Children under 6 more likely to have one of the most common childhood illnesses.
3 December 2014
Professor De Wet Swanepoel has won the coveted Valerie Alder Research Prize from the Ear Science Institute Australia for his work in identifying a trend for children younger than 6 years of age to have significantly more middle-ear abnormalities, such as middle ear infection. His research also discovered the highest incidence of these abnormalities for children in Perth occurs during September.
This week Prof De Wet Swanepoel, a Senior Research Fellow with the Ear Science Institute Australia (ESIA) in Subiaco, was awarded the Valerie Alder Research Prize for the impact his work will have on the clinical testing of young children and their hearing.
The research study reported on middle ear functioning and abnormality in the largest sample of children ever conducted. These abnormalities are amongst the most common childhood illnesses and often lead to temporary and even permanent childhood hearing loss.
The original purpose of the research was to provide clinical norms for middle-ear functioning in young children yet the data identified two surprising results. There was an 80% reduction in these abnormalities, such as middle ear infections, in 6 year olds compared to 5 year olds. Additionally seasonal influences had a surprisingly greater impact than originally believed, with increases of up to 3.5 times from one month to the next. September was identified as the peak month for middle-ear abnormalities in Perth.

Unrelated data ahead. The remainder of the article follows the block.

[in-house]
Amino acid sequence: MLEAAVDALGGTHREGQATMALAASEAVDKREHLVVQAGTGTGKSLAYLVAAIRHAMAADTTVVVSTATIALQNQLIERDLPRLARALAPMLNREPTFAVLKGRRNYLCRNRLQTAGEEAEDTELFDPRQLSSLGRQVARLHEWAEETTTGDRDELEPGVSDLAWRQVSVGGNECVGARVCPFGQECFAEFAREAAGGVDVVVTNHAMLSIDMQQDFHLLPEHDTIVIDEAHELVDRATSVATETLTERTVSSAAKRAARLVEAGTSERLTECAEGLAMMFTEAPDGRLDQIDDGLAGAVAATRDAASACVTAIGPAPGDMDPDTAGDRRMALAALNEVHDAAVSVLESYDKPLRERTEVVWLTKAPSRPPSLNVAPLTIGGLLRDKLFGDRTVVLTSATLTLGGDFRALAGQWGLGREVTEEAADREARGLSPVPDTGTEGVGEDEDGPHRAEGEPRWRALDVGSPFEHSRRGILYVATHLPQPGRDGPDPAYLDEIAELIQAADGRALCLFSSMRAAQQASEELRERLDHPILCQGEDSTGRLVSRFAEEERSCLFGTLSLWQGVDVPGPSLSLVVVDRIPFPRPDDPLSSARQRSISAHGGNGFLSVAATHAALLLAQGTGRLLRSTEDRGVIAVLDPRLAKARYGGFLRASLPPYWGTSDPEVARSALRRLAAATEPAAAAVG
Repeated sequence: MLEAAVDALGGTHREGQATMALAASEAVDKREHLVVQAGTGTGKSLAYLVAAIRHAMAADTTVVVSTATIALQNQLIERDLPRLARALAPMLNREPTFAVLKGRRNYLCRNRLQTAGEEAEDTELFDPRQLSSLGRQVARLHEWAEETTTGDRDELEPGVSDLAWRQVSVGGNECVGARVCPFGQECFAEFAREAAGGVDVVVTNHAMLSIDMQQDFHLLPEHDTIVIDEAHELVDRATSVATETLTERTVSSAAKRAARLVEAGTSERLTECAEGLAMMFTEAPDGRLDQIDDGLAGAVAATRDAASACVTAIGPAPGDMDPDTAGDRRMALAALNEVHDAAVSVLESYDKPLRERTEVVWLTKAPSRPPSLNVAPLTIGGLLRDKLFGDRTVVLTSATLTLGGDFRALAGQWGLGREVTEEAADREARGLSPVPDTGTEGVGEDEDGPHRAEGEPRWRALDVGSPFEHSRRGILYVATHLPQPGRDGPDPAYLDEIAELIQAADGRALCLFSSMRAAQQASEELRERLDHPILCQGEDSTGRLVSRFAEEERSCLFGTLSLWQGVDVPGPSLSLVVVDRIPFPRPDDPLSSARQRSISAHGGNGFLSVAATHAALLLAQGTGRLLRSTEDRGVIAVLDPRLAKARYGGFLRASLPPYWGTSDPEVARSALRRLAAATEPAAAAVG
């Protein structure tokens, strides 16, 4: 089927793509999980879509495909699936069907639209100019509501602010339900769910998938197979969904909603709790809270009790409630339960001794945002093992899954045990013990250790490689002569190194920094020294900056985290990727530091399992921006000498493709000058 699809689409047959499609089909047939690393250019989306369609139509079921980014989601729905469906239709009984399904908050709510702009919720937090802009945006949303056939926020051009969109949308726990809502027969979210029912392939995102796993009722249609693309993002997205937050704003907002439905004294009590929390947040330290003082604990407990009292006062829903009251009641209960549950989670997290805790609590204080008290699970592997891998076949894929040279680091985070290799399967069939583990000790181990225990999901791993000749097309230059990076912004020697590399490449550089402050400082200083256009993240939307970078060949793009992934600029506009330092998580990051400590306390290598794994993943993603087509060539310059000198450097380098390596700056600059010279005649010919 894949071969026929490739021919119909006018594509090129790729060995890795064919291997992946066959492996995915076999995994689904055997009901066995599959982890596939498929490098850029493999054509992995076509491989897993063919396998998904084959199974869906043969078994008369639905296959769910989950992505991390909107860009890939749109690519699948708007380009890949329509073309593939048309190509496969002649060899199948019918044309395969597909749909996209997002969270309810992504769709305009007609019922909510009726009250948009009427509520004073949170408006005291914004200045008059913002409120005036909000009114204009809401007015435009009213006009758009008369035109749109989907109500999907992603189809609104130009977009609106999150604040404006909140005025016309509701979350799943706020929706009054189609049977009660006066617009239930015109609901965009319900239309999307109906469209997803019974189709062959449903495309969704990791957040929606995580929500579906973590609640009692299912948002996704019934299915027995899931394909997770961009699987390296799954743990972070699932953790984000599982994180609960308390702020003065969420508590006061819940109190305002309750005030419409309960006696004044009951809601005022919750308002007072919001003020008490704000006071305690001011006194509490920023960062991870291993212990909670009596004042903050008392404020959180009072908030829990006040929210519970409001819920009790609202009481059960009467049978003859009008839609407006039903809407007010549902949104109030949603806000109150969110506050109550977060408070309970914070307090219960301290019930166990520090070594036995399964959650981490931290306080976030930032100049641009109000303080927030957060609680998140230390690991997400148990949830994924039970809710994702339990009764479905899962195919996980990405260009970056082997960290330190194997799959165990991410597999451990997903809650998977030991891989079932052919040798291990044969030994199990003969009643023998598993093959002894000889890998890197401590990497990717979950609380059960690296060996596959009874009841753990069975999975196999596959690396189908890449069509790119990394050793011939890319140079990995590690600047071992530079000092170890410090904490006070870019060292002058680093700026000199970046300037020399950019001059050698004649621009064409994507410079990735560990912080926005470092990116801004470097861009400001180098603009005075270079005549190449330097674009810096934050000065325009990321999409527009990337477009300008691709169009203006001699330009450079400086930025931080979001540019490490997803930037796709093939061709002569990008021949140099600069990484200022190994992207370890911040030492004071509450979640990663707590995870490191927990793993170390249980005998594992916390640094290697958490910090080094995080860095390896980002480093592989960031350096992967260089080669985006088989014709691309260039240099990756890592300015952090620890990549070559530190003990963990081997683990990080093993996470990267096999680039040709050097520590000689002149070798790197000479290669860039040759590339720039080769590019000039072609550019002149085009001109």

Prof Swanepoel stated that the findings of his research “have important clinical implications for paediatric audiology and in school health screening for hearing loss and middle-ear abnormalities”. His research recommendations are to simplify and change the referral criteria for middle-ear assessment to limit unnecessary referrals for both doctors and parents.
The findings of seasonal differences in the months will also provide invaluable information for the planning of large-scale school screening programmes for children and more accurately accommodate for these variations.
As a result of these findings Prof Swanepoel, together with his colleagues at the Ear Science Institute Australia, is conducting a follow-up study using this Raine Cohort of young children to investigate the incidence of hearing loss and identify the optimal referral criteria for hearing screening with pure tone audiometry.
Additionally he is investigating the use of smartphone based hearing screening for children to increase access to care for children and adults with hearing loss by capitalising on advances in technology and connectivity.
When notified of his award, Prof Swanepoel said it was a special honour to have been selected for this award from among his many esteemed colleagues and researchers at the Ear Science Institute Australia. He also acknowledged the invaluable contributions of fellow researcher Prof Robert Eikelboom for the ESIA and his US-based collaborator Prof Robert Margolis.